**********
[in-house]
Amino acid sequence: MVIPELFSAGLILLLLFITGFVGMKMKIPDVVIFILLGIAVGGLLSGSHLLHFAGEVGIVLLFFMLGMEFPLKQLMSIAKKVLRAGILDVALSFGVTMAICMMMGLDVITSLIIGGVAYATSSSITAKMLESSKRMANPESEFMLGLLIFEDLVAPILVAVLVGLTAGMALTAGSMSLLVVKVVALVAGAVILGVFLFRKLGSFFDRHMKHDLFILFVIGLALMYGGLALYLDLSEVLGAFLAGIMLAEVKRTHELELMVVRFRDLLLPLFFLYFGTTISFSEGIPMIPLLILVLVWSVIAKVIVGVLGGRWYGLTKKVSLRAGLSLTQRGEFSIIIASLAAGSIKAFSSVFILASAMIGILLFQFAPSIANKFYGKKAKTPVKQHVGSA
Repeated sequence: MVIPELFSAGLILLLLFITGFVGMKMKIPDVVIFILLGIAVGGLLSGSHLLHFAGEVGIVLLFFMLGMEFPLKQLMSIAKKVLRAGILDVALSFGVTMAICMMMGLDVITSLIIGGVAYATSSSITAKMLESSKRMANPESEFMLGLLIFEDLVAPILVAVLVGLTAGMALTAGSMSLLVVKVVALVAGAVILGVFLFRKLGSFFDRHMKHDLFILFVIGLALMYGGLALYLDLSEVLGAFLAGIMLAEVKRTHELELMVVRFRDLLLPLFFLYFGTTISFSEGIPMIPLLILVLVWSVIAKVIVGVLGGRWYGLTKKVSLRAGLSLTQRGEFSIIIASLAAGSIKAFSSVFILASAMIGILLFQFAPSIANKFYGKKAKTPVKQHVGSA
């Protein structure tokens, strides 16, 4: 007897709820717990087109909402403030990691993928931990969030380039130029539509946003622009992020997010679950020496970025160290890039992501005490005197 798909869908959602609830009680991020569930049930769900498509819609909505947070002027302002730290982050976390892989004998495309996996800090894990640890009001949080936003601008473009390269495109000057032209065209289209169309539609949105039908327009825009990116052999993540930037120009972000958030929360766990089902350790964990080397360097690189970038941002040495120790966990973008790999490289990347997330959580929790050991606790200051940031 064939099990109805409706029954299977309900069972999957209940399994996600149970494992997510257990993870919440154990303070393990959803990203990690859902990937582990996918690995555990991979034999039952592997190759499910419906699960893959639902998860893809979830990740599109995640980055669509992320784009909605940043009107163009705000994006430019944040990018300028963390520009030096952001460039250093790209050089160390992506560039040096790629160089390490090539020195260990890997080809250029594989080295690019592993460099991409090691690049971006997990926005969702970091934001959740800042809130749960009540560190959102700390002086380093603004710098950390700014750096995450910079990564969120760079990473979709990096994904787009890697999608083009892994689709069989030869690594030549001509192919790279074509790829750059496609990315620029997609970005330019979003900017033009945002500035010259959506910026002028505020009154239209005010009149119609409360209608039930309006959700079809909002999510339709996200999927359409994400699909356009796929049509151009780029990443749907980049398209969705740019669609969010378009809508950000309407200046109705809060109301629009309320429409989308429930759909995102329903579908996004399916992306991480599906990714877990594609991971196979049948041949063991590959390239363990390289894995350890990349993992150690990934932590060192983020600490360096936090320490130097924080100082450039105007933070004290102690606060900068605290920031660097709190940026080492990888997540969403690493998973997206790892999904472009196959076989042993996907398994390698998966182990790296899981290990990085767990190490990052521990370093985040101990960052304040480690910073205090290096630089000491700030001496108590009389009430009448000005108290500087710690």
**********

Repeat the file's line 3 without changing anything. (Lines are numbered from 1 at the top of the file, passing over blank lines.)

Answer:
Repeated sequence: MVIPELFSAGLILLLLFITGFVGMKMKIPDVVIFILLGIAVGGLLSGSHLLHFAGEVGIVLLFFMLGMEFPLKQLMSIAKKVLRAGILDVALSFGVTMAICMMMGLDVITSLIIGGVAYATSSSITAKMLESSKRMANPESEFMLGLLIFEDLVAPILVAVLVGLTAGMALTAGSMSLLVVKVVALVAGAVILGVFLFRKLGSFFDRHMKHDLFILFVIGLALMYGGLALYLDLSEVLGAFLAGIMLAEVKRTHELELMVVRFRDLLLPLFFLYFGTTISFSEGIPMIPLLILVLVWSVIAKVIVGVLGGRWYGLTKKVSLRAGLSLTQRGEFSIIIASLAAGSIKAFSSVFILASAMIGILLFQFAPSIANKFYGKKAKTPVKQHVGSA